Mental health became one of the hottest topic at this summer's Games, leading other athletes to open up about their own mental health. Ledecky says she tries to balance her physical and mental health equally, because she firmly believes they play off one another. 

"I tried to just focus on what I can control and I try to just stay focused on the next thing, not look too far ahead," she says of her time in Tokyo, where she swam a whopping 6,200 meters. "I knew I had to take it just one day at a time and get proper recovery and rest in between. I think that's a super important part of physical and mental health, just taking care of yourself and watching out for yourself."

Ledecky also had a support network to rely on, though it looked different at this Olympics compared to her two previous times, in Rio De Janeiro and London, thanks to COVID-19 regulations barring the public from attending events. As one of the most well-known names in swimming, Ledecky had plenty of people cheering for her near and far, though, which she says helped her stay focused. 

"If [my teammates] were done competing or didn't have a race that day, they were in the stands cheering us on and that provided pretty good energy for us."

She adds that despite the changes, the Olympics felt "surprisingly normal." After all, she's in a pool doing what she loves—and winning medals and setting records along the way. Not only did Ledecky win the first-ever women's 1500-meter freestyle gold medal by 4 whole seconds, but she also won the gold in the 800-meter freestyle, an event that she's dominated for pretty much her entire swimming career. Ledecky bested Australia's Ariarne Titmus by 1.26 seconds to win this event for the third Olympics in a row. Not only did she become the youngest *and* oldest swimmer to win this event (at age 15 in London and 24 in Tokyo), but she now holds the top 23 times in this event. Titmus' silver-medal-winning time is currently the fastest race *after* Ledecky.

Aside from her two gold medals, Ledecky also won silver in the 400-meter freestyle (which Titmus took gold in) and a silver medal in the 4x200-meter relay with teammates Allison Schmitt, Paige Madden, and Katie McLaughlin.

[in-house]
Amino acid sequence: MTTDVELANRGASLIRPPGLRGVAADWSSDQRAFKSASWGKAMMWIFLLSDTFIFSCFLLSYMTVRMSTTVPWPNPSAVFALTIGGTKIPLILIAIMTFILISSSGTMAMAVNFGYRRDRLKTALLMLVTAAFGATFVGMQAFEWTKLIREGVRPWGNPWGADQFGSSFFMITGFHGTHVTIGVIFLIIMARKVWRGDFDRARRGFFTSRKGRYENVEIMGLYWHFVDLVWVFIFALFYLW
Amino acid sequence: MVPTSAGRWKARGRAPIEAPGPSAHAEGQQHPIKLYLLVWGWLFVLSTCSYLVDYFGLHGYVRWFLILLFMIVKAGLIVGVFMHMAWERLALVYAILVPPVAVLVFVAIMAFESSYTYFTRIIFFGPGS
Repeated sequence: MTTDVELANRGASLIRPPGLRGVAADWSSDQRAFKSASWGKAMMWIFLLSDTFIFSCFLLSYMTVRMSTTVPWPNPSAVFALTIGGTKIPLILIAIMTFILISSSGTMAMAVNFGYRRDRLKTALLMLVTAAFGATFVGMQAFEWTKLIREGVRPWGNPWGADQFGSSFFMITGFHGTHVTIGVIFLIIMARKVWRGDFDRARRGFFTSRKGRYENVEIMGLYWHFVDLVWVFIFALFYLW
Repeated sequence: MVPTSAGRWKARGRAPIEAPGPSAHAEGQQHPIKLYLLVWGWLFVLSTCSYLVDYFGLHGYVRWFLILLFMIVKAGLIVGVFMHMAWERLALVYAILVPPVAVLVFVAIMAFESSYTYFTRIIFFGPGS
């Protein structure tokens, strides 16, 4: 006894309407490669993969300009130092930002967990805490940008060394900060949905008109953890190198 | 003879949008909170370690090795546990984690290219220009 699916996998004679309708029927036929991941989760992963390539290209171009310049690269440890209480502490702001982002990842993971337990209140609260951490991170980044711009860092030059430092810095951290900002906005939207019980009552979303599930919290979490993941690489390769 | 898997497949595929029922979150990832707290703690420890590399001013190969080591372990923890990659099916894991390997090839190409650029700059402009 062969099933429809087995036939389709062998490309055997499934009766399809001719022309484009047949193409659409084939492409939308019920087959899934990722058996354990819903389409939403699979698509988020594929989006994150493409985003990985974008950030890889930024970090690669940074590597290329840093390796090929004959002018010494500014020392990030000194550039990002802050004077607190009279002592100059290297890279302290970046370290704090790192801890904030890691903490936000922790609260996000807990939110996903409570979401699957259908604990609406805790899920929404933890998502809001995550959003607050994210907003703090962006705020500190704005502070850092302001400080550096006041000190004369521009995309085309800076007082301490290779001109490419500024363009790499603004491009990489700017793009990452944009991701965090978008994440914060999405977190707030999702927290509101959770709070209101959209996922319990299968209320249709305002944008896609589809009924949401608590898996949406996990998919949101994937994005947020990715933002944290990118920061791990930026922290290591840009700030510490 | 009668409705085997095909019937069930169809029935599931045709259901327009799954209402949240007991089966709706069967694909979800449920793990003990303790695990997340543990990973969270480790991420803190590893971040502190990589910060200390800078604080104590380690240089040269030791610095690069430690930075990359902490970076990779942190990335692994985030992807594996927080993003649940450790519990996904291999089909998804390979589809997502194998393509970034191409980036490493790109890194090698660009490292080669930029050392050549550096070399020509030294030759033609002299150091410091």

But despite the competition at hand in Tokyo, Ledecky found time for the "little moments" that she says will be what she remembers most when she looks back on these Games: making friends, cheering on her teammates, and even having shaving parties the night before races with her fellow swimmers. "We all shave the night before a race...we play some cards and just try to keep each other really loose and relaxed," she says.

At only 24 years old, she's already accomplished so much both in and out of the pool and could easily find herself in Paris for the 2024 summer Olympics, a goal she's already set for herself.

"It's never a guarantee that you'll make the team," she says of what could be her fourth Olympics. "It's very tough to make the team in the United States, so I'm not banking on it by any means, but I'm going to put in the work to try to get there." 

For now, though, Ledecky taking a well-earned break before she dives back into training for the world championships and other national-level meets that are part of her roadmap to the next Olympics. Paris is only three years away, after all, and Ledecky is excited to "do all the big and little things" she needs to do to get there.